This campaign of intimidation cannot be reduced, as Barber would like, to simply a matter of “hard words” being said “on both sides”, now best forgotten. On the contrary, it is a conscious and continuing policy, all the way from the top, of demoralising and undermining this vital public service in readiness for its break-up and sale. That is what Royal Mail managers mean when they talk about ‘modernisation’, and that is what needs to be fought.

Sharpening crisis, deepening repression

Meanwhile, as the postal workers decide how best to take their struggle forward into 2010, the capitalist state is making clear exactly why it was in such a hurry to get all the so-called ‘anti-terror’ laws onto the statute book. Supposedly rushed through to stop ‘muslim bombers’ murdering everyone in their beds, the laws are already being used to try and stifle dissent against the conditions of war and slump being imposed by the crisis.

When Vestas workers and their supporters were trying to stop the company removing wind turbines, blockading operations on the Isle of Wight and in Southampton, four protestors who occupied a crane were detained under the ‘terror’ laws and released only on pain of ceasing to communicate with each other and staying away from the docks.

More recently, a blacklisted electrician sacked from his job at Fiddlers Ferry power station was effectively branded a terrorist by his former employers, Scottish and Southern Energy. By his persistent picketing of Fiddlers Ferry, it was alleged, Steve Acheson risked bringing down the National Grid, thereby ‘terrorising’ the nation’s electricity supply!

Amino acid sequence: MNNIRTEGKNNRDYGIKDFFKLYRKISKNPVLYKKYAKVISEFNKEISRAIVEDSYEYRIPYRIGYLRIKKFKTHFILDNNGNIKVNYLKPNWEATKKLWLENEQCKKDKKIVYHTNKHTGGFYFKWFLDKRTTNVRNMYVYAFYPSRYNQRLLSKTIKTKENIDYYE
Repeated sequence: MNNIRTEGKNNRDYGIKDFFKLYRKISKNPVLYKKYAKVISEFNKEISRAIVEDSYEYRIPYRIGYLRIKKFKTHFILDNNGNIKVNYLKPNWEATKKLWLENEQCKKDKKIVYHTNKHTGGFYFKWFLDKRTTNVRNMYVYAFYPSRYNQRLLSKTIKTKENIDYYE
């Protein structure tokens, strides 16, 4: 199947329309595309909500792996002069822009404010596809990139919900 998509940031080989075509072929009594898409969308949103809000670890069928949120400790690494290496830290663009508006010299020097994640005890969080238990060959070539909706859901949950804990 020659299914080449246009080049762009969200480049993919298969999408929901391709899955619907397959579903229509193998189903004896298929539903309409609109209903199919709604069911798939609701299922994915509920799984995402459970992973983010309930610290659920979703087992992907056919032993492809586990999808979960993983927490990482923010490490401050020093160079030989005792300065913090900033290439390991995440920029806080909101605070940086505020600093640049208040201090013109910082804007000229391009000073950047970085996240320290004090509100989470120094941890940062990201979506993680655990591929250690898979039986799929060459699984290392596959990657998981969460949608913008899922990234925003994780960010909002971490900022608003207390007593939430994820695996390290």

The judge dismissed the plea for a Prevention of Terrorism injunction to be slapped on Acheson, describing the company’s actions as “paranoid”. However, the company was guilty only of advancing a little faster down this road than the upper reaches of the judiciary consider wise at this stage. The road to repression is already well mapped out, and workers need to prepare for resistance.

The criminal blacklisting service run by former Special Branch thug Ian Kerr may have been shut down in February after 30 lucrative years of fingering ‘bolshie’ construction workers who dared to stand up for their class, but we can assume that all the household name companies that each forked out £3,000 a year to these snoops to get job applicants vetted – like Taylor Woodrow, Costain, Balfour Beatty, Laing, McAlpine, Amey and Wimpey – will already have found other ways to wage their permanent class warfare upon their own workforce. Let workers be no less inventive in their response.